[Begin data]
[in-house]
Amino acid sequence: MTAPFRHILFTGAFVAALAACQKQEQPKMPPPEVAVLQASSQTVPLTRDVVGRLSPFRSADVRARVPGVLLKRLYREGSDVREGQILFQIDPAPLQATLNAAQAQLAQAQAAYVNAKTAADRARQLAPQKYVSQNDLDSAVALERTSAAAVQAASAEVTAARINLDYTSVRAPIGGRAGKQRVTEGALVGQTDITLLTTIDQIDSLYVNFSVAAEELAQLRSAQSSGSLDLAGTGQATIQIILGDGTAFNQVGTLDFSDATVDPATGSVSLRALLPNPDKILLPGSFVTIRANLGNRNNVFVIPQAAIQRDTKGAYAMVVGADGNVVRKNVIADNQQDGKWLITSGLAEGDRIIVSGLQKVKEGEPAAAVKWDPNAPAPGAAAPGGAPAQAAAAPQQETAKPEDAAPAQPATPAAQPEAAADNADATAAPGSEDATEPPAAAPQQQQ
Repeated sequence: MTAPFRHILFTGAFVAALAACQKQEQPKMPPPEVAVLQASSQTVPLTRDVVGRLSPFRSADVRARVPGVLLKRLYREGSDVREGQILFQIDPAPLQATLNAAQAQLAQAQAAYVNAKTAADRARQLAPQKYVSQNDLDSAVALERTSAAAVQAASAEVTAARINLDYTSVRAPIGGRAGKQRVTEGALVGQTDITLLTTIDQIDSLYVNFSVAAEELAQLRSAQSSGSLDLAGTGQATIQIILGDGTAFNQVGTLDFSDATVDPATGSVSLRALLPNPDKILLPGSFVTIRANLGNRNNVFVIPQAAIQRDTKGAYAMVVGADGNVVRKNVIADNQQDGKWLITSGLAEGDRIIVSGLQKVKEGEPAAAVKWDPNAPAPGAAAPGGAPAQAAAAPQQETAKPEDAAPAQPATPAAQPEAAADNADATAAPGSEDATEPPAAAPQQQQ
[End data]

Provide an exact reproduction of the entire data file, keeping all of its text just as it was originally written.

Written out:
[in-house]
Amino acid sequence: MTAPFRHILFTGAFVAALAACQKQEQPKMPPPEVAVLQASSQTVPLTRDVVGRLSPFRSADVRARVPGVLLKRLYREGSDVREGQILFQIDPAPLQATLNAAQAQLAQAQAAYVNAKTAADRARQLAPQKYVSQNDLDSAVALERTSAAAVQAASAEVTAARINLDYTSVRAPIGGRAGKQRVTEGALVGQTDITLLTTIDQIDSLYVNFSVAAEELAQLRSAQSSGSLDLAGTGQATIQIILGDGTAFNQVGTLDFSDATVDPATGSVSLRALLPNPDKILLPGSFVTIRANLGNRNNVFVIPQAAIQRDTKGAYAMVVGADGNVVRKNVIADNQQDGKWLITSGLAEGDRIIVSGLQKVKEGEPAAAVKWDPNAPAPGAAAPGGAPAQAAAAPQQETAKPEDAAPAQPATPAAQPEAAADNADATAAPGSEDATEPPAAAPQQQQ
Repeated sequence: MTAPFRHILFTGAFVAALAACQKQEQPKMPPPEVAVLQASSQTVPLTRDVVGRLSPFRSADVRARVPGVLLKRLYREGSDVREGQILFQIDPAPLQATLNAAQAQLAQAQAAYVNAKTAADRARQLAPQKYVSQNDLDSAVALERTSAAAVQAASAEVTAARINLDYTSVRAPIGGRAGKQRVTEGALVGQTDITLLTTIDQIDSLYVNFSVAAEELAQLRSAQSSGSLDLAGTGQATIQIILGDGTAFNQVGTLDFSDATVDPATGSVSLRALLPNPDKILLPGSFVTIRANLGNRNNVFVIPQAAIQRDTKGAYAMVVGADGNVVRKNVIADNQQDGKWLITSGLAEGDRIIVSGLQKVKEGEPAAAVKWDPNAPAPGAAAPGGAPAQAAAAPQQETAKPEDAAPAQPATPAAQPEAAADNADATAAPGSEDATEPPAAAPQQQQ